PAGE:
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Quite the World, Isn't It?

South Pasadena school kids channel Woody Guthrie

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Road trip -- NYC

I'm in New York City for a few days, staying with a friend in Brooklyn and then moving to a hotel in Manhattan while attending/covering the annual Book Expo America (BEA), the trade show for the publishing industry.

It's a massive gathering of book publishers and book buyers (mostly commercial and for libraries) focusing on books to be published late summer trhough the fall/winter season. This is my fourth or fifth time -- I lose track -- and it's always a lot of fun, if a bit overwhelming. Among the notable authors on tap: Joyce Carol Oates, Francine Prose, Pat Conroy, Tracy Kidder and rockers Steven Tyler (Aerosmith) and Clarence Clemons ("The Big Man" sax player from Bruce Springsteen's E Street Band).

I'll be posting a bit while here, and will also be contributing to the Los Angeles Times' book blog, Jacket CopyRead More 
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Prop. 8 stands. Civil rights, not so much.

Well, the California Supreme Court did the expected this morning and upheld Prop. 8, which bans gay marriage in California. With no legal background, I'm not going to try to parse the details of it -- I'll leave that to Maura Dolan, a former LA Times colleague.

But given how each state has a different take on this issue, it's clear this needs to get to the Supreme Court -- where, admittedly, the deck seems stacked against gay marriage. But I would hope the Loving v. Virginia case would be precedent here. In that case, from 1967, the Supreme Court struck down as unconstitutional a state ban on interracial marriage.

That decision held that marriage is a basic civil right and thus eligible for federal protection. A civil right is a civil right, and it defies logic that the federal protections would be limited to opposite-sex marriages. At its heart a legal marriage license, which grants all the perks (tax, survivorship, etc.) is a contract, and such it should be available to all.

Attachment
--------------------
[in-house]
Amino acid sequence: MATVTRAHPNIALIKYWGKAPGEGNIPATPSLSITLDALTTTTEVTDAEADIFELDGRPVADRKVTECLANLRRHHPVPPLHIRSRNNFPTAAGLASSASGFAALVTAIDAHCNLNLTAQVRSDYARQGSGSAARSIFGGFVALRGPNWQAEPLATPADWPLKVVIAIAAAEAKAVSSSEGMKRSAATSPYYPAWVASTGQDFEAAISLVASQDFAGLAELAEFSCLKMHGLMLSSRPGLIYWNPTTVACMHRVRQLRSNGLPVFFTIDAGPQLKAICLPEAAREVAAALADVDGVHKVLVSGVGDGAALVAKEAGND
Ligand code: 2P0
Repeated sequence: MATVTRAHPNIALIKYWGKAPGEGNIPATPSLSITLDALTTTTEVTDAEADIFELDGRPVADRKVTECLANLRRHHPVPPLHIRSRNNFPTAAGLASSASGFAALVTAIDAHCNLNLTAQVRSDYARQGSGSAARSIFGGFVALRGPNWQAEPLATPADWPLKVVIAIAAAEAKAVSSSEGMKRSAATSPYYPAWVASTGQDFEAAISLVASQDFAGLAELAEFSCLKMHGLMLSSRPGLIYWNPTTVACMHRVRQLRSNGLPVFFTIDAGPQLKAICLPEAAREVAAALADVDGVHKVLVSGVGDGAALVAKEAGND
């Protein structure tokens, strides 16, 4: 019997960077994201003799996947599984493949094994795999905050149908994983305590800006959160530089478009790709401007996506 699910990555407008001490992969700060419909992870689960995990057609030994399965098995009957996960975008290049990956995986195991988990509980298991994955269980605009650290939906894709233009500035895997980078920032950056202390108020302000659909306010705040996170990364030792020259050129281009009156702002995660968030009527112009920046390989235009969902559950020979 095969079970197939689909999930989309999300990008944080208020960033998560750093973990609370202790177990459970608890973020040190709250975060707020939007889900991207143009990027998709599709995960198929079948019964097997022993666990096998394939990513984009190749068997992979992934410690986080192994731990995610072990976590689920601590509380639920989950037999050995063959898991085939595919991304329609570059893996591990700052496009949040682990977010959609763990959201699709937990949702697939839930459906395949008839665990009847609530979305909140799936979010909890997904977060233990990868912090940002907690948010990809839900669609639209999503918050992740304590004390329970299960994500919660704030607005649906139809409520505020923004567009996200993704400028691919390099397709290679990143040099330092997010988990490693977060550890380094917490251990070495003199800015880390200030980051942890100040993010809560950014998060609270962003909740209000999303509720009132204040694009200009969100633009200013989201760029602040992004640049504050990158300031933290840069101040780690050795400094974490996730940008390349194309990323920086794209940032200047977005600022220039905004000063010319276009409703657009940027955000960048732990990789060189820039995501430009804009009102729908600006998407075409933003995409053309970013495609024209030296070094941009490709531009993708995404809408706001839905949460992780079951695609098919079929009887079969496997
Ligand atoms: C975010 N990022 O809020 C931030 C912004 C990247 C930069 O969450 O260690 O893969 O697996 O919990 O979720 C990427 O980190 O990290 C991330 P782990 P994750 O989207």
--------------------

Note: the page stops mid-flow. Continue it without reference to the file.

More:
And if, instead, it is deemed to be a function of religion -- which is the undercurrent of the anti-gay marriage argument -- then you have to wonder what business any level of U.S. government has in sanctioning a religious rite.

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Smear campaign allegation leads to poet's resignation

UPDATE: Ruth Padel now says she tipped off journalists to the old harassment complaint. So much for the early denial ....

Ruth Padel, the first woman to ever be elected Oxford Professor of Poetry, has resigned the post over allegations she was involved in a smear campaign that earlier led fellow poet Derek Wolcott, a Nobel Prize winner, to withdraw from consideration.

The smear campaign involved anonymous letters detailing a sexual-harassment allegation against him from 1982, while he was teaching at Harvard. Padel denied involvement in the letter campaign, but stepped down anyway.

And I thought presidential politics was a full-contact sport.  Read More 
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Any Nero Wolfe fans in the house?

I have to admit to a certain fascination with the trial underway in Manhattan over the alleged plundering of the late Brooke Astor's estate. The drama falls somewhere between Tom Wolfe and Rex Stout, the creator of the one-seventh of a ton genius detective Nero Wolfe.

At its heart it's a throwback story, drawing in the top layers of Manhattan's high society, beginning with Astor, at one point the hostess in New York City. Graydon Carter, Vanity Fair's legendary editor, and Henry Kissinger (a war criminal in some quarters; the hero of American diplomacy in others).

But it's also a deeper tale of crumbling families, greed, probably a little jealousy and, deepest of all, betrayal. And that the victim was elderly and infirm takes the story out of all those zones and places it in the heart of nearly every American family that has dealt with a matriarch or patriarch reaching such advanced, and debilitated years.

Damn, it should be a novel.
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